# Show that $\prod_{k=1}^n (n+k) = 2^n \prod_{k=1}^n (2k-1)$ for all $n\in Z^+$

Show that $$\prod_{k=1}^n (n+k) = 2^n \prod_{k=1}^n (2k-1)$$ for all $$n\in Z^+$$.

I think I'm supposed to use induction to prove this, but I can't seem to figure out how. Any help would be appreciated, thanks in advance!

• The proof basically amounts to factoring out $2$ from every even number in the original product, thus leaving you with a product of odd numbers. Every other term in the product will ultimately be even. It feels like it might be easier to demonstrate in cases specifying where $n$ is even in one case, and inducting on the even integers, and then inducting on odd $n$ in another case, since it might make the math a little cleaner and the logic/wording in the proof less cumbersome, but that's just a guess. – Eevee Trainer Nov 4 '18 at 17:18
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Induction is not necessarily needed.

We obtain for $$n\in Z^+$$ \begin{align*} \color{blue}{2^n \prod_{k=1}^n (2k-1)}&=2^n(2n-1)!!\tag{1}\\ &=2^n\frac{(2n)!}{(2n)!!}\tag{2}\\ &=2^n\frac{(2n)!}{2^nn!}\tag{3}\\ &=\frac{(2n)!}{n!}\tag{4}\\ &\,\,\color{blue}{=\prod_{k=1}^n(n+k)} \end{align*} and the claim follows.

Comment:

• In (1) we use double factorials $$(2n-1)!!=(2n-1)(2n-3)\cdots3\cdots 1$$.

• In (2) we use the identity $$(2n)!=(2n)!!(2n-1)!!$$.

• In (3) we use the identity $$(2n)!!=(2n)(2n-2)\cdots 4\cdot 2=2^n n!$$.

• In (4) we have $$\frac{(2n)!}{n!}=(2n)(2n-1)\cdots(n+1)$$.

Maybe you can prove by induction that $$\prod_{k=1}^n(n+k)=\frac{(2n)!}{n!}.$$ Then, prove that $$\frac{(2n)!}{n!}=\prod_{j=1}^n\frac{2j}{j}\ \prod_{k=1}^n\,(2k-1).$$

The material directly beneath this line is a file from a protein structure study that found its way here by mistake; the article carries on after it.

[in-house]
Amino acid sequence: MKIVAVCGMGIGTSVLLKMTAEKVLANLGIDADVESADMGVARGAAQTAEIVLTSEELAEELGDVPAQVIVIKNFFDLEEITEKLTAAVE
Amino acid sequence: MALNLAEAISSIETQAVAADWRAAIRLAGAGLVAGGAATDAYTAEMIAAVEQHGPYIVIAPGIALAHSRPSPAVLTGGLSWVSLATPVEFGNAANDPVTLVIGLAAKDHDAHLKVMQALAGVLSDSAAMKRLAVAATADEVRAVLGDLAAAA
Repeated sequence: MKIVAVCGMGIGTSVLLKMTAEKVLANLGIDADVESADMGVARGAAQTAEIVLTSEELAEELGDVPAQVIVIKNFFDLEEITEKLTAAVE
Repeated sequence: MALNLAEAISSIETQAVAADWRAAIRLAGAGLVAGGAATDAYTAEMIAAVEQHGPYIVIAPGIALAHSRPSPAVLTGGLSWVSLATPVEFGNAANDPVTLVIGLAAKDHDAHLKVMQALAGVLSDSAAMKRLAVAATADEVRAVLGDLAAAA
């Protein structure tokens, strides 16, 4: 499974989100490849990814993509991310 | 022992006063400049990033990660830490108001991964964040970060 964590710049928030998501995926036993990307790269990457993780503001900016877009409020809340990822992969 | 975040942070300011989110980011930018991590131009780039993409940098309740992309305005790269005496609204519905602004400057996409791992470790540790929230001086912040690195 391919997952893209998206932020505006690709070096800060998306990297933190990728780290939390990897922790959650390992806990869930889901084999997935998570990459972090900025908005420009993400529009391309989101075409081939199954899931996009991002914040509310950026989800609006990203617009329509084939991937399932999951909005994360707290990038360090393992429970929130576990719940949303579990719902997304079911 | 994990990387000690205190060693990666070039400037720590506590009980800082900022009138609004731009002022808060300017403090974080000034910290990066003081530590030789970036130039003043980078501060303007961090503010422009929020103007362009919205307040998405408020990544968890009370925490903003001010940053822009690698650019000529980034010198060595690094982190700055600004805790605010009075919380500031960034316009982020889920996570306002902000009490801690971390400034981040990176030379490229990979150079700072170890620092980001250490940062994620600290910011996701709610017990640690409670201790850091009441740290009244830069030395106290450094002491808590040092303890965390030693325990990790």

There is a combinatorial proof for the whole thing though. Let's say you want to create $$n$$ pairs from a group of $$2n$$ people, say with names (or labels) in the set $$\{1,2,\ldots,2n\}$$. In each pair, one person is the leader, and the other is the follower. The order of the groups does not matter.

We may do the job as follows. First, select the leaders. The first leader can be chosen in $$2n=n+n$$ ways, the second leader can be chosen in $$2n-1=n+(n-1)$$ ways, so on and so forth. So, there are $$\prod_{k=1}^n(n+k)$$ ways to pick the $$n$$ leaders. Now, let $$t_1,t_2,\ldots,t_n$$ be the remaining people, with $$t_1. Since we do not distinguish the order of the groups, the pairing of $$t_j$$ with the $$j$$th leader creates a unique grouping. Therefore, the work can be done in exactly $$\prod_{k=1}^n(n+k)$$ ways.

On the other hand, we may pick people as follows. First, the person named $$a_1=2n$$ has to be paired with somebody. There are $$2n-1$$ ways to choose this person's partner, and $$2$$ ways to decide who the leader is going to be. Then, we let $$a_2$$ be the guy with largest label who has not been paired. There are $$2n-3$$ ways to pick $$a_2$$'s partner, and $$2$$ ways to decide who's boss. We continue to do so, and at the end, the work can be done in $$\prod_{k=1}^n2(2n+1-2k)=2^n\prod_{k=1}^n(2k-1)$$ ways.

Hint: Induction $$\begin{eqnarray*} (n+1) \prod_{k=1}^{n+1}(n+1+k)=\left(\prod_{k=1}^{n}(n+k) \right) (2n+1)(2n+2) = \cdots \end{eqnarray*}$$